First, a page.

BARRINGTON – It’s an old theater with a fresh face. While the Catlow becomes more and more modernized, theater owner Tim O’Connor shares the one historical aspect he refuses to change.
“It will always be a one screen theater,” O’Connor said.
The Catlow Kickstarter campaign raised more than $150,000 to keep the theater open in July 2012 when O’Connor realized it would take drastic measures to afford a digital projection system. All new films would be digital-only and O’Connor said he had no other option.
O’Connor and fiance, Roberta Repata had mentioned to bank personnel that theater may need a loan to modernize and stay open – but the bank’s response was worrysome.
“They asked what we would use for collateral,” O’Connor said. “That seemed like a pretty good indication that we needed to seek alternative funding.”
The digital projector would cost $100,000 and Barrington resident Cindy Waltenspiel said she immediately donated $100 to keep the theater running.
“My husband, Herb, and I had been visiting the Catlow for 10 years,” Waltenspiel said. “I didn’t want to see it close.”
O’Connor said 1,393 other generous donors followed suit and the Kickstarter campaign achieved its $100,000 goal in less than one week.
“We spent every last dollar on this huge upgrade project, plus another $30,000 of our own” O’Connor said. “The support was a huge surprise for us.”
Having now installed a digital projector, a new movie screen, electrical lighting and 200 new seats, as well as upgrading surround sound and media equipment, remodeling the lobby, expanding the women’s bathroom and repainting the large Main Street vertical sign and marquee outside the theater, O’Connor said it has been a labor of love fulfilling the Catlow’s promise to its donors.
Donors received compensation for their gifts in the form of movie passes, refreshments, Boloney’s meals, photo and name listings and low-priced onscreen ads for business owners. More big ticket favors included a private movie party for up to 200 people or the opportunity to be the theater’s projectionist for a night before the digital conversion.
“One donor had his entire group of friends and family visit to see the Blues Brothers,” O’Connor said.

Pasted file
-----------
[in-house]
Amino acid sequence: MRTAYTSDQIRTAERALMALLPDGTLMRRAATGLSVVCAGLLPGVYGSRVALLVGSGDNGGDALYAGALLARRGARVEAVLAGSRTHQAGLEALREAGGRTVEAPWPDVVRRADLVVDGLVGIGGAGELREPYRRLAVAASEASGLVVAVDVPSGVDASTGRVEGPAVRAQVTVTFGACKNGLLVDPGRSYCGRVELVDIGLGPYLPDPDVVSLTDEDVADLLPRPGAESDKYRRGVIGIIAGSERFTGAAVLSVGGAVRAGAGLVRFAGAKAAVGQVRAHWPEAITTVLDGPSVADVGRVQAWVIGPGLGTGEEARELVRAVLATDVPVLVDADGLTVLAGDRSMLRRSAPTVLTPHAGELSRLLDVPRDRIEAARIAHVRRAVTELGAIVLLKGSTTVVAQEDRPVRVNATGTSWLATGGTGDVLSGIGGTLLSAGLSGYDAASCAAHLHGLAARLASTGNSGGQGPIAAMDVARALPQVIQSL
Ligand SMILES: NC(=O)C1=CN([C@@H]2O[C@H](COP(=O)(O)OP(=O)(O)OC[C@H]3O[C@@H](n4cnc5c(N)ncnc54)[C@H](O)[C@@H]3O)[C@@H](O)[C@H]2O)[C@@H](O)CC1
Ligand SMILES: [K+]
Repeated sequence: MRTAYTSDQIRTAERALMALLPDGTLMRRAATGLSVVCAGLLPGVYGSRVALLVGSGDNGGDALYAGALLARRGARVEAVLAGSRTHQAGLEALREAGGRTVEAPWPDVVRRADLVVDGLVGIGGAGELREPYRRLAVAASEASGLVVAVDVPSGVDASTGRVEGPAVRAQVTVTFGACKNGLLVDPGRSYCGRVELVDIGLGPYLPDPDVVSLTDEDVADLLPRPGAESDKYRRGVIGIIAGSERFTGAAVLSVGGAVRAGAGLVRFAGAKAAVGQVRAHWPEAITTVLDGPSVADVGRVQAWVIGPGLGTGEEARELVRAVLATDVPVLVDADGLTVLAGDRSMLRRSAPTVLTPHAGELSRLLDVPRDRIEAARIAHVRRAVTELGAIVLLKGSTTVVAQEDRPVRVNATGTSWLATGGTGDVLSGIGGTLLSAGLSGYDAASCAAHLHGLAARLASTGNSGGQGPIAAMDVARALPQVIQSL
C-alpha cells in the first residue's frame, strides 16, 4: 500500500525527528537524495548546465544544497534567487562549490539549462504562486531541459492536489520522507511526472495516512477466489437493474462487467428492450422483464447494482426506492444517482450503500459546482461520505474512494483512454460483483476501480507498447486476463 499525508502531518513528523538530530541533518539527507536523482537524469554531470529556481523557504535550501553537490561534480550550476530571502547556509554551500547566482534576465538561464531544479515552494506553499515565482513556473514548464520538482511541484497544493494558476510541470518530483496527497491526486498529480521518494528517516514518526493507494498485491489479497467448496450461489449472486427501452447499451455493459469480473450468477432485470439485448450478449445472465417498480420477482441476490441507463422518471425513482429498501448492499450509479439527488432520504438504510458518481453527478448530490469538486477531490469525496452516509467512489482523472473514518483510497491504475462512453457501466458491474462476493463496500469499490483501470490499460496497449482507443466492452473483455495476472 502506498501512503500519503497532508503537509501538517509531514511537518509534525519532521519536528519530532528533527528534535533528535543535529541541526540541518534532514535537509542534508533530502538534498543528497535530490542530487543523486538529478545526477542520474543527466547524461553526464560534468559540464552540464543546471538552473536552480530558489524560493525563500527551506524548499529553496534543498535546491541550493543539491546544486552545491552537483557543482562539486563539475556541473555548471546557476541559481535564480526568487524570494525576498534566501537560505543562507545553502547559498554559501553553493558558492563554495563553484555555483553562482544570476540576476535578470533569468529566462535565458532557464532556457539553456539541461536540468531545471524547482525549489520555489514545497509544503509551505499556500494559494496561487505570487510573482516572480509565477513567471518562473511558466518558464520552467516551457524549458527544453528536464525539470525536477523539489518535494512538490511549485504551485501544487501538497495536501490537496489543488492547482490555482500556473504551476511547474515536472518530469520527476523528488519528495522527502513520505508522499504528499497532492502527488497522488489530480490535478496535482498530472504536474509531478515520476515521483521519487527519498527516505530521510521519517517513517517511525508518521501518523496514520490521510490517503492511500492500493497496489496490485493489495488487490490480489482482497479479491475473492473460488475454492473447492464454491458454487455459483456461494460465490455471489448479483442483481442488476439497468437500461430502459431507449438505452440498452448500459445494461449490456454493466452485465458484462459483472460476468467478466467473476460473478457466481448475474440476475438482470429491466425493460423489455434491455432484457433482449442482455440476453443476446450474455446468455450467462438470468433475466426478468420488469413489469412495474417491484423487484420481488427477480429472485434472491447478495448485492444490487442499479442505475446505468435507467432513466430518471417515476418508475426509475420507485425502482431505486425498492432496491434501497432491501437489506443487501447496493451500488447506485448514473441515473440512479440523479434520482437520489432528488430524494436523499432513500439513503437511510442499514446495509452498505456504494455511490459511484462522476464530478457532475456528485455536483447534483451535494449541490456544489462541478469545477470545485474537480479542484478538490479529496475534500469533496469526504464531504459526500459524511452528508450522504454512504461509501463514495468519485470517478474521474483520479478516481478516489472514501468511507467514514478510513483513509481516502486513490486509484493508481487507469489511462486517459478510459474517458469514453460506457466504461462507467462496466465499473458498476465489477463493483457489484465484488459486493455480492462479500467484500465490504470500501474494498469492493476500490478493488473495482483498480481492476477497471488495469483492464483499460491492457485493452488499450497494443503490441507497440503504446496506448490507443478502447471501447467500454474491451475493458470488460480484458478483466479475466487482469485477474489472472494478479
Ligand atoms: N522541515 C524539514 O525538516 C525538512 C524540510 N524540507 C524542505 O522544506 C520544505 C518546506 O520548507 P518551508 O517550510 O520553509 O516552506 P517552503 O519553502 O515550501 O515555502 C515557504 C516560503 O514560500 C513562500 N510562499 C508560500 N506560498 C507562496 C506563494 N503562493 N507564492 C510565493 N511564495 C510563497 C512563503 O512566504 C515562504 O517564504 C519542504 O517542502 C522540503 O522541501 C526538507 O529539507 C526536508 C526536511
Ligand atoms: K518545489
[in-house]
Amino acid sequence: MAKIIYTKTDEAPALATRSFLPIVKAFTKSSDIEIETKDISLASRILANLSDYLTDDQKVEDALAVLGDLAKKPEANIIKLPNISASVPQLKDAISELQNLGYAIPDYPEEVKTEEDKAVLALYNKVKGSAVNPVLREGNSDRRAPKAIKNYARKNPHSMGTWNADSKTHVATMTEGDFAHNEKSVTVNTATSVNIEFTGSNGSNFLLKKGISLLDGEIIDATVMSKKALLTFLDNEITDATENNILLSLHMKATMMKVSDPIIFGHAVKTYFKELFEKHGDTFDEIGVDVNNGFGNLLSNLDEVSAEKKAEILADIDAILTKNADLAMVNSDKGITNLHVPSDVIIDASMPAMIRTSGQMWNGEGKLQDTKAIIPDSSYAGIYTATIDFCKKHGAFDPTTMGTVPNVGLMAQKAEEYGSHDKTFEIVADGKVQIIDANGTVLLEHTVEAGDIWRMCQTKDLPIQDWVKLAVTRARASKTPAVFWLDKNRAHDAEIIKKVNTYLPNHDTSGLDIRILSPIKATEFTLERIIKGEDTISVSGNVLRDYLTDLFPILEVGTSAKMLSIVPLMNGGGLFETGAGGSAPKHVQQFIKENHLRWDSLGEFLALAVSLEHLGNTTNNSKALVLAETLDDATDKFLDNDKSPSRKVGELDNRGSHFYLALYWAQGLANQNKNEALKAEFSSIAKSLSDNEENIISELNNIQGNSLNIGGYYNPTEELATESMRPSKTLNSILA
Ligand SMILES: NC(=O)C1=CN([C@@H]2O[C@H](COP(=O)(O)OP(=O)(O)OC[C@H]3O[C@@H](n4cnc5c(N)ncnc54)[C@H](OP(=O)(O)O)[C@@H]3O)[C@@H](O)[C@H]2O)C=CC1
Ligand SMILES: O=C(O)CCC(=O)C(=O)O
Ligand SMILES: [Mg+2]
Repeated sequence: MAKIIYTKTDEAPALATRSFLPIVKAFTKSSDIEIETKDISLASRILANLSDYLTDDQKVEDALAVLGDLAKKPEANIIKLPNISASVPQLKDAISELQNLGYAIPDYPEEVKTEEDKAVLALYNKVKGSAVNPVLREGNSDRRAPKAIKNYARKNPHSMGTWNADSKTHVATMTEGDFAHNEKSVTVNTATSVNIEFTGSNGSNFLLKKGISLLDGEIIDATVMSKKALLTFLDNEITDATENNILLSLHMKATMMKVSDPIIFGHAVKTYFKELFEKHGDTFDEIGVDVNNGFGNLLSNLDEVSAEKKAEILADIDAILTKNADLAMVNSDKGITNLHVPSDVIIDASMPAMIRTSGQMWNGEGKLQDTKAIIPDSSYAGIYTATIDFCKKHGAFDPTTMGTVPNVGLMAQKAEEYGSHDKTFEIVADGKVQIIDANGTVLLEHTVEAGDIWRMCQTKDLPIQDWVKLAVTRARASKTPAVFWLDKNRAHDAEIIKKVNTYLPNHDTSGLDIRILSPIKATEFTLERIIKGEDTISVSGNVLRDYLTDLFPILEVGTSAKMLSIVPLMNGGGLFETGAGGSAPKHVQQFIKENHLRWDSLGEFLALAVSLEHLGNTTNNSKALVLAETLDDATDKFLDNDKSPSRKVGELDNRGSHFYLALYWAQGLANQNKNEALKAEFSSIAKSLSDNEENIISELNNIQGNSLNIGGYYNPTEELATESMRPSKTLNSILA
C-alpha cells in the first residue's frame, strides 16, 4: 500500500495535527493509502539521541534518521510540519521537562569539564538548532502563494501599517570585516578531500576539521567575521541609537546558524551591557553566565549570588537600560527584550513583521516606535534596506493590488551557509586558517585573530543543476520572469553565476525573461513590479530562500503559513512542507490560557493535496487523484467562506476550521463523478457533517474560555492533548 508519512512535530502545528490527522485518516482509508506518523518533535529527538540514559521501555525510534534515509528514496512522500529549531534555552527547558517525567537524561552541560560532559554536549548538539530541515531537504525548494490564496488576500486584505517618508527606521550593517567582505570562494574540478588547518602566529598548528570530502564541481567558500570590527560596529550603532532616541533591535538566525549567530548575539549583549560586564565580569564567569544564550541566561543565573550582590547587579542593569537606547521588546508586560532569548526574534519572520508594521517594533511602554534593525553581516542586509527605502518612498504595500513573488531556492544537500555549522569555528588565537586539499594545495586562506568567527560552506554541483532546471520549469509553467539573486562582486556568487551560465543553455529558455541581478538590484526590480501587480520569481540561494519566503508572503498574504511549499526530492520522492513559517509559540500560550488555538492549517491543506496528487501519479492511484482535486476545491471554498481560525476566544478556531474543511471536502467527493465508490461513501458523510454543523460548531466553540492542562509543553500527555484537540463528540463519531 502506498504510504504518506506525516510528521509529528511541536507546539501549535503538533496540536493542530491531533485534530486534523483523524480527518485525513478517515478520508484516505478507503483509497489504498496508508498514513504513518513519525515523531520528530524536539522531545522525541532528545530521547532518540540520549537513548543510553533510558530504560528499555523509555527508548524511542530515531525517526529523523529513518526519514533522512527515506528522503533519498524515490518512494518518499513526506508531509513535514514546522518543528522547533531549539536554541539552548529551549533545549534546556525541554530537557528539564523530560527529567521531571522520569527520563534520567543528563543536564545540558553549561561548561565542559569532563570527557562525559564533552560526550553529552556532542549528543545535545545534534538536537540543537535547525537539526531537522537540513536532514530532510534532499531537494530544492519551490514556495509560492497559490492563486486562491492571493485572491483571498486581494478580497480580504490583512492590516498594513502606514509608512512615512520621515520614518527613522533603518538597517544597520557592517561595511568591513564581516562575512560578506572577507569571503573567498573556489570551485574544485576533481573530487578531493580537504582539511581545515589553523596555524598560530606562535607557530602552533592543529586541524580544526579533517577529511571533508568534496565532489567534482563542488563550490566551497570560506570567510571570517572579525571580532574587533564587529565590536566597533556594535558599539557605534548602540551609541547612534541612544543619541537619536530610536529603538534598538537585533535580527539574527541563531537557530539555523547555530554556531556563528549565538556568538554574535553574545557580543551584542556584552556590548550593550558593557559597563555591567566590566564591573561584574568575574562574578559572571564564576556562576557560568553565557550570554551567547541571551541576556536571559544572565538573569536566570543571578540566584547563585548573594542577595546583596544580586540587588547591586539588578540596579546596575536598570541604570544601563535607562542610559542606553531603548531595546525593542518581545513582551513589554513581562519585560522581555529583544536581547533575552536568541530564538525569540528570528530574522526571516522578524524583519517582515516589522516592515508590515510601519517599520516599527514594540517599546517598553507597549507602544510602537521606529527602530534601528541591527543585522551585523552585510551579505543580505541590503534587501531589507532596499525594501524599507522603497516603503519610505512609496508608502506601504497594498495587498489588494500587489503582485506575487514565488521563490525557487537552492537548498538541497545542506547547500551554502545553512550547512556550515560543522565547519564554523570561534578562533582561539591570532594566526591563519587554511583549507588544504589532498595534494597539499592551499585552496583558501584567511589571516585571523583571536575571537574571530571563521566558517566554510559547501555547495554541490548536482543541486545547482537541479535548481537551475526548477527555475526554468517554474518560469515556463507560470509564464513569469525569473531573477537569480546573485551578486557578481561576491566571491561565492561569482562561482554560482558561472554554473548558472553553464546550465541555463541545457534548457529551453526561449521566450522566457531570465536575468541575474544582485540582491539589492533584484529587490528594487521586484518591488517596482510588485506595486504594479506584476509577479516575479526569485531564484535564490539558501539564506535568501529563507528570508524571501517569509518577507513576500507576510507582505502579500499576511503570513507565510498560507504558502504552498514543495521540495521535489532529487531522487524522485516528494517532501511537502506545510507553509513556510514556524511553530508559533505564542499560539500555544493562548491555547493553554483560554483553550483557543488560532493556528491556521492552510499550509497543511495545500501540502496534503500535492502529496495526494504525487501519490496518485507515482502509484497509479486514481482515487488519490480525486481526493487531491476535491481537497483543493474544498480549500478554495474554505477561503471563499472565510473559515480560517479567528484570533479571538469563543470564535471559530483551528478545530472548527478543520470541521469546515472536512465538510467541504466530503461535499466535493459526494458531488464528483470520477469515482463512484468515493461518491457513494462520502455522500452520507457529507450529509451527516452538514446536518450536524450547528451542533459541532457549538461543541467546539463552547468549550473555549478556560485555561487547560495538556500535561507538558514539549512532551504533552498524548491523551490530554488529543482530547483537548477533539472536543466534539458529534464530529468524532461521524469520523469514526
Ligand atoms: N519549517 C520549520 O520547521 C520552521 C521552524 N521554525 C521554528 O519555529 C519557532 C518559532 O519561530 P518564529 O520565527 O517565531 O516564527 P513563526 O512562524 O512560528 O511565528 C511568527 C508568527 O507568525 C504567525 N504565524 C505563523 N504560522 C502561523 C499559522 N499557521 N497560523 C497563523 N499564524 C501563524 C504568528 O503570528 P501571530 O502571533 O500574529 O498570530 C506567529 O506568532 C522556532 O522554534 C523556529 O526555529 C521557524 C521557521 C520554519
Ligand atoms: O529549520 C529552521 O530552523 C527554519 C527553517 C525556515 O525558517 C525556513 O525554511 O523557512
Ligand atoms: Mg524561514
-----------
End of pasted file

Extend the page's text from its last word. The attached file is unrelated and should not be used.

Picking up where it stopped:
Waltenspiel has visited the Catlow post-remodel and said she was quite impressed.
“The movies are very clear and the sound is great,” Waltenspiel said. “You can see the feature from any seat. Plus, the seats are comfortable with cupholders – something we had always wished for in the past.”
The Waltenspiels recently purchased two new seats for the Catlow and received four movie passes and four free Boloney’s sandwiches in return.
Cindy Waltenspiel said the Reuben sandwich is the couple’s favorite, and they make sure to arrive at the theater early to secure their new seats with their name plates on the back.
“It makes us feel special,” Cindy Waltenspiel said. “It’s a beautiful, ornate theater and the owners are very kind. Tim and Roberta make us feel like a part of the Catlow family.”
The Waltenspiels vote online for the new movies they would like to see at the Catlow and Cindy Waltenspiel said she would like to continue visiting to see a movie at least twice a month – more often in the summer months.
“I would love for the Catlow to continue to flourish while keeping its original charm, warmth and great prices,” Cindy Waltenspiel said.
An additional in-house Catlow campaign for new seats wrapped up Tuesday, Dec. 31 and O’Connor said this campaign raised enough money for 222 new seats to be installed in the next few months.
Prior to the Kickstarter campaign, the Catlow housed 706 retro theater seats. It now has 625 seats – a mix of old and new – and O’Connor said the number of total seats will continue to decrease as new seats are purchased and installed.
“We would rather have people sit comfortably than feel cramped the whole time,” O’Connor said. “We are leaving extra room for wheelchair patrons and walkers.”
O’Connor said anyone who wishes to preserve some of the old seats in the Catlow can purchase a name plate for their seat and it will stay as is. Moreover, O’Connor will be selling non-reserved old seats once the newer replacements are installed – much like he did with the first installation in June.
“The last batch literally flew out the door,” O’Connor said. “One man bought an entire row for his home theater. Others bought the old seats for their business waiting rooms, homes or as gifts for friends and family. They’re a hot item.”
O’Connor said he hopes the upgrades will bring in a more continuous flow of business and allow the theater to become self sufficient.
“We want to avoid having to bother anyone by asking for financial assistance ever again,” O’Connor said.
The Catlow owner echoed Cindy Waltenspiel’s appreciation for the theater’s historical charm.
“So many people saw their first movie or had their first date here,” O’Connor said. “It’s one of the last single screen theaters in the area – an anchor to the community – and it would be a shame to see anything bad happen to this building.”
O’Connor said that for as long as he owns the Catlow, he will do whatever he can to keep it alive and thriving.
“We want to see it survive for future generations,” O’Connor said.